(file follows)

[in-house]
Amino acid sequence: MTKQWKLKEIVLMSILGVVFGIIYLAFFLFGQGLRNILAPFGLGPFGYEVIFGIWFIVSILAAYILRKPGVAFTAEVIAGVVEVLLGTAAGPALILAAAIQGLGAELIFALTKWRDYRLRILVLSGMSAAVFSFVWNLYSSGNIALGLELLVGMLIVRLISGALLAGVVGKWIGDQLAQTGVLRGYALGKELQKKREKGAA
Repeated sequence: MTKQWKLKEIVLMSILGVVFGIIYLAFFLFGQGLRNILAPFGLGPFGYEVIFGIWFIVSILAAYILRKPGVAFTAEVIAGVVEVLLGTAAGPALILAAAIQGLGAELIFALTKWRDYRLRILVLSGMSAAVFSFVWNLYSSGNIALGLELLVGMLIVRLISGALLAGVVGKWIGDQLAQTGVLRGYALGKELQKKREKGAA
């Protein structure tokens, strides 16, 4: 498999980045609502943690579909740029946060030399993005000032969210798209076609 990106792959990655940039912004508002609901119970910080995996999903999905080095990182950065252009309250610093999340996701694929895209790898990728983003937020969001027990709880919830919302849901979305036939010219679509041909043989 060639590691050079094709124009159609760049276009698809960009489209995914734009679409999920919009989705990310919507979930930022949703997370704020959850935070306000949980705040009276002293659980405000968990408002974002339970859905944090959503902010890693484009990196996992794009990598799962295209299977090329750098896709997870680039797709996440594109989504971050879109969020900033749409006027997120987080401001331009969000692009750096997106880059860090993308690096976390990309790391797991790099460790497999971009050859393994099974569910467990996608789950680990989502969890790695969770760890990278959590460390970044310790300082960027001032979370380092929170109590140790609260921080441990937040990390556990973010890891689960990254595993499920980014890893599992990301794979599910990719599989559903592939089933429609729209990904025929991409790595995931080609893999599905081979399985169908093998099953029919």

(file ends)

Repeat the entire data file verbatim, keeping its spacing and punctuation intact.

[in-house]
Amino acid sequence: MTKQWKLKEIVLMSILGVVFGIIYLAFFLFGQGLRNILAPFGLGPFGYEVIFGIWFIVSILAAYILRKPGVAFTAEVIAGVVEVLLGTAAGPALILAAAIQGLGAELIFALTKWRDYRLRILVLSGMSAAVFSFVWNLYSSGNIALGLELLVGMLIVRLISGALLAGVVGKWIGDQLAQTGVLRGYALGKELQKKREKGAA
Repeated sequence: MTKQWKLKEIVLMSILGVVFGIIYLAFFLFGQGLRNILAPFGLGPFGYEVIFGIWFIVSILAAYILRKPGVAFTAEVIAGVVEVLLGTAAGPALILAAAIQGLGAELIFALTKWRDYRLRILVLSGMSAAVFSFVWNLYSSGNIALGLELLVGMLIVRLISGALLAGVVGKWIGDQLAQTGVLRGYALGKELQKKREKGAA
């Protein structure tokens, strides 16, 4: 498999980045609502943690579909740029946060030399993005000032969210798209076609 990106792959990655940039912004508002609901119970910080995996999903999905080095990182950065252009309250610093999340996701694929895209790898990728983003937020969001027990709880919830919302849901979305036939010219679509041909043989 060639590691050079094709124009159609760049276009698809960009489209995914734009679409999920919009989705990310919507979930930022949703997370704020959850935070306000949980705040009276002293659980405000968990408002974002339970859905944090959503902010890693484009990196996992794009990598799962295209299977090329750098896709997870680039797709996440594109989504971050879109969020900033749409006027997120987080401001331009969000692009750096997106880059860090993308690096976390990309790391797991790099460790497999971009050859393994099974569910467990996608789950680990989502969890790695969770760890990278959590460390970044310790300082960027001032979370380092929170109590140790609260921080441990937040990390556990973010890891689960990254595993499920980014890893599992990301794979599910990719599989559903592939089933429609729209990904025929991409790595995931080609893999599905081979399985169908093998099953029919």